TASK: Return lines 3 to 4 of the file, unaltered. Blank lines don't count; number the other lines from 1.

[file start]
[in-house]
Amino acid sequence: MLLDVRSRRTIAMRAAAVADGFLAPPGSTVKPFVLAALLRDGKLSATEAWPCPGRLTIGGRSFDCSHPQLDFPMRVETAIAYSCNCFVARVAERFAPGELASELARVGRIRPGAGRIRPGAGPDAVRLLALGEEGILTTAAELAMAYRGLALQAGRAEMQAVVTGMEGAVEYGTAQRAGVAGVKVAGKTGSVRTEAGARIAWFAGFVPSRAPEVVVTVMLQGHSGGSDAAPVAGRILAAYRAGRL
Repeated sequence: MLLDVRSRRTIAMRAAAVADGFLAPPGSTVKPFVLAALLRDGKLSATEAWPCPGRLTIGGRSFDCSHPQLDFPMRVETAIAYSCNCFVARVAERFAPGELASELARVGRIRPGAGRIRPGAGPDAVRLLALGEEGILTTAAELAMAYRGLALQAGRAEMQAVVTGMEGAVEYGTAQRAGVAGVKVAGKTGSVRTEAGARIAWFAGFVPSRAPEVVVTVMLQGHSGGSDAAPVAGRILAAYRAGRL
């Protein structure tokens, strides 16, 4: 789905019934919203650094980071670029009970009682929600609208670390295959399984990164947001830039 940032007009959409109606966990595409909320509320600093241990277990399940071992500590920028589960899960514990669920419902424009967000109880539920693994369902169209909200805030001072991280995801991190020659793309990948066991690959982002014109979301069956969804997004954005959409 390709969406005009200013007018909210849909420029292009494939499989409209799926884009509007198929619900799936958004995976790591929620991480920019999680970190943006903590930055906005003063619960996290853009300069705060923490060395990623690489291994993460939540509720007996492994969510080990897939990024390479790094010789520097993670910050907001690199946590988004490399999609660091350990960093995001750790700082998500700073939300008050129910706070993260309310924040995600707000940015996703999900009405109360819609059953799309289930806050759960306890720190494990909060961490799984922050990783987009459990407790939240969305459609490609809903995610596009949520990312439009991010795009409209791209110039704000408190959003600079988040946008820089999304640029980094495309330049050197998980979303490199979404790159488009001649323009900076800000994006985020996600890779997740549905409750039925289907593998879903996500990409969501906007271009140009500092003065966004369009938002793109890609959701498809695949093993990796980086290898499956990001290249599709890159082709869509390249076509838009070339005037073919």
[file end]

Repeated sequence: MLLDVRSRRTIAMRAAAVADGFLAPPGSTVKPFVLAALLRDGKLSATEAWPCPGRLTIGGRSFDCSHPQLDFPMRVETAIAYSCNCFVARVAERFAPGELASELARVGRIRPGAGRIRPGAGPDAVRLLALGEEGILTTAAELAMAYRGLALQAGRAEMQAVVTGMEGAVEYGTAQRAGVAGVKVAGKTGSVRTEAGARIAWFAGFVPSRAPEVVVTVMLQGHSGGSDAAPVAGRILAAYRAGRL
């Protein structure tokens, strides 16, 4: 789905019934919203650094980071670029009970009682929600609208670390295959399984990164947001830039 940032007009959409109606966990595409909320509320600093241990277990399940071992500590920028589960899960514990669920419902424009967000109880539920693994369902169209909200805030001072991280995801991190020659793309990948066991690959982002014109979301069956969804997004954005959409 390709969406005009200013007018909210849909420029292009494939499989409209799926884009509007198929619900799936958004995976790591929620991480920019999680970190943006903590930055906005003063619960996290853009300069705060923490060395990623690489291994993460939540509720007996492994969510080990897939990024390479790094010789520097993670910050907001690199946590988004490399999609660091350990960093995001750790700082998500700073939300008050129910706070993260309310924040995600707000940015996703999900009405109360819609059953799309289930806050759960306890720190494990909060961490799984922050990783987009459990407790939240969305459609490609809903995610596009949520990312439009991010795009409209791209110039704000408190959003600079988040946008820089999304640029980094495309330049050197998980979303490199979404790159488009001649323009900076800000994006985020996600890779997740549905409750039925289907593998879903996500990409969501906007271009140009500092003065966004369009938002793109890609959701498809695949093993990796980086290898499956990001290249599709890159082709869509390249076509838009070339005037073919």